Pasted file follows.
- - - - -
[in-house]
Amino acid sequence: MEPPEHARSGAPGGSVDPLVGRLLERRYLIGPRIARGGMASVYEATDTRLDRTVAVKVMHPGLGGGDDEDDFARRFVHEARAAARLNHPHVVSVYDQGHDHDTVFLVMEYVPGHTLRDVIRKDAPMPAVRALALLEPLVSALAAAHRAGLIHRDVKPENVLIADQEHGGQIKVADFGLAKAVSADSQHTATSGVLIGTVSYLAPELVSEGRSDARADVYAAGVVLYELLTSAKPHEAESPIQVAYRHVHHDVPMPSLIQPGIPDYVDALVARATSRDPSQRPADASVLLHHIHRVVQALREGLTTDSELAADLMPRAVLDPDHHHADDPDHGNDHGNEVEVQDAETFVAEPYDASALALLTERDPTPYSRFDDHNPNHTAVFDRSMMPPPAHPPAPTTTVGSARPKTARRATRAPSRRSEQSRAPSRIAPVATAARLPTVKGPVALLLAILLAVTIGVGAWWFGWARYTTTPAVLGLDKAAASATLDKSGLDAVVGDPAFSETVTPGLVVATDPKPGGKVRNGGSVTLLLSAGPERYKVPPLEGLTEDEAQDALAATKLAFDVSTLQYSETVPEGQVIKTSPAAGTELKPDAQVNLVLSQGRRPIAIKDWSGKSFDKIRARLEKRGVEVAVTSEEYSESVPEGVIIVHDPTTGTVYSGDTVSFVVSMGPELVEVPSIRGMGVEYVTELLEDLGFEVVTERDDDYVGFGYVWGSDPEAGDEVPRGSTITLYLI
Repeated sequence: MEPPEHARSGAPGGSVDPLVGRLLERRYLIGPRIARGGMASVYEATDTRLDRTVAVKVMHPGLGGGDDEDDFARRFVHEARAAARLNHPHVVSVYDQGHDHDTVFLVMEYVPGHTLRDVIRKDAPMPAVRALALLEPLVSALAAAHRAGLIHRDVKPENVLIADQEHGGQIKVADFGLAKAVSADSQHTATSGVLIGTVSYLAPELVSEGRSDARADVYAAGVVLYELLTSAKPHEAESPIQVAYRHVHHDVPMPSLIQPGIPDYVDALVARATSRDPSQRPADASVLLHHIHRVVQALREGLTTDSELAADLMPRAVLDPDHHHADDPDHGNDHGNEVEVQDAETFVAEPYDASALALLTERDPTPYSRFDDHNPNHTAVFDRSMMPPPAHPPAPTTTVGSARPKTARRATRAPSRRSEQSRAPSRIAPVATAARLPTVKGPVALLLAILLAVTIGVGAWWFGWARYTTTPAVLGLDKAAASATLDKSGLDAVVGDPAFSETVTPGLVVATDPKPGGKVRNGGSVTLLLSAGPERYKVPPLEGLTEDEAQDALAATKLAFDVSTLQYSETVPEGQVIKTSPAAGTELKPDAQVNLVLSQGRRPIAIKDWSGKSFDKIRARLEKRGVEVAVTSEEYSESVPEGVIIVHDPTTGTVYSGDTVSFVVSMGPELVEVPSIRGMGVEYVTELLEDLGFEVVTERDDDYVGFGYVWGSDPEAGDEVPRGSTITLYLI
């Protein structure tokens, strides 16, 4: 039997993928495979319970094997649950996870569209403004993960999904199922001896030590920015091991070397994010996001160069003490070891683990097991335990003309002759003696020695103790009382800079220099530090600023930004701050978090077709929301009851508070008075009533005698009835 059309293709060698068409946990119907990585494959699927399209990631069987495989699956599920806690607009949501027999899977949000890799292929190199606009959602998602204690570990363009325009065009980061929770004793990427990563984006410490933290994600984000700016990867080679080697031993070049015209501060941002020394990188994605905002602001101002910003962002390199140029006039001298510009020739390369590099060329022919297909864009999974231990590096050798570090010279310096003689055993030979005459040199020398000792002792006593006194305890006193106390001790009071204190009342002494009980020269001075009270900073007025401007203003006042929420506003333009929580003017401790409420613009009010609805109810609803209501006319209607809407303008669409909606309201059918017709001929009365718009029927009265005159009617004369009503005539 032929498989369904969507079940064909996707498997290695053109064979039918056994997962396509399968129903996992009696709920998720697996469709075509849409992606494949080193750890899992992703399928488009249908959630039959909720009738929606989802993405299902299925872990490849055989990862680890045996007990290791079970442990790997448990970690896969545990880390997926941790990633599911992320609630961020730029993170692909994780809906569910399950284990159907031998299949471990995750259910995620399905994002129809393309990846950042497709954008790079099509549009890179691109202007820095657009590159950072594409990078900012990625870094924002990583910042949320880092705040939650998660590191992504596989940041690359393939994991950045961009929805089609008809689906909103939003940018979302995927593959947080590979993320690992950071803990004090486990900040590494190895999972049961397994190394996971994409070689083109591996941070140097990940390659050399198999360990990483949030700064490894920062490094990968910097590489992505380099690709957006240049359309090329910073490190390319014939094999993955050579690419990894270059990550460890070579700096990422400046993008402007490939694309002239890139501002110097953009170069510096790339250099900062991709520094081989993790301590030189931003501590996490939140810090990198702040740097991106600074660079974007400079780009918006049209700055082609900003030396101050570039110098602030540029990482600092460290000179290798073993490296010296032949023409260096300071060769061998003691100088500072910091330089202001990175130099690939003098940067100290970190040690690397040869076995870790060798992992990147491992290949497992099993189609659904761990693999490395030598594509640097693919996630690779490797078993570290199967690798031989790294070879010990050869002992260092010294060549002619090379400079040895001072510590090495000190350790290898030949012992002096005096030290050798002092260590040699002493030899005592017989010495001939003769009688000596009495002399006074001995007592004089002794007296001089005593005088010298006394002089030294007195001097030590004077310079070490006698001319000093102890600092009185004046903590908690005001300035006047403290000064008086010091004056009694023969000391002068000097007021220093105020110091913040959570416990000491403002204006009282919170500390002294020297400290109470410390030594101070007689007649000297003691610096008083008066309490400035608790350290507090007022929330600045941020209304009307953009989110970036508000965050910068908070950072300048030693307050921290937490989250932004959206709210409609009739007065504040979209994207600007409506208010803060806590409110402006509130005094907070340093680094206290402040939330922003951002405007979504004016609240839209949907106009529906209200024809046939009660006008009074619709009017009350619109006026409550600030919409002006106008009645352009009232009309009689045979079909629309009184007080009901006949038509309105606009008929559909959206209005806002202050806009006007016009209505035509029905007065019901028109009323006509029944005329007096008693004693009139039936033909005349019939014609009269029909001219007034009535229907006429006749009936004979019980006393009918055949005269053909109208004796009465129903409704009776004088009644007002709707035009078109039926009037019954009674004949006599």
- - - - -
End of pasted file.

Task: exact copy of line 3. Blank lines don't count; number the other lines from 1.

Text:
Repeated sequence: MEPPEHARSGAPGGSVDPLVGRLLERRYLIGPRIARGGMASVYEATDTRLDRTVAVKVMHPGLGGGDDEDDFARRFVHEARAAARLNHPHVVSVYDQGHDHDTVFLVMEYVPGHTLRDVIRKDAPMPAVRALALLEPLVSALAAAHRAGLIHRDVKPENVLIADQEHGGQIKVADFGLAKAVSADSQHTATSGVLIGTVSYLAPELVSEGRSDARADVYAAGVVLYELLTSAKPHEAESPIQVAYRHVHHDVPMPSLIQPGIPDYVDALVARATSRDPSQRPADASVLLHHIHRVVQALREGLTTDSELAADLMPRAVLDPDHHHADDPDHGNDHGNEVEVQDAETFVAEPYDASALALLTERDPTPYSRFDDHNPNHTAVFDRSMMPPPAHPPAPTTTVGSARPKTARRATRAPSRRSEQSRAPSRIAPVATAARLPTVKGPVALLLAILLAVTIGVGAWWFGWARYTTTPAVLGLDKAAASATLDKSGLDAVVGDPAFSETVTPGLVVATDPKPGGKVRNGGSVTLLLSAGPERYKVPPLEGLTEDEAQDALAATKLAFDVSTLQYSETVPEGQVIKTSPAAGTELKPDAQVNLVLSQGRRPIAIKDWSGKSFDKIRARLEKRGVEVAVTSEEYSESVPEGVIIVHDPTTGTVYSGDTVSFVVSMGPELVEVPSIRGMGVEYVTELLEDLGFEVVTERDDDYVGFGYVWGSDPEAGDEVPRGSTITLYLI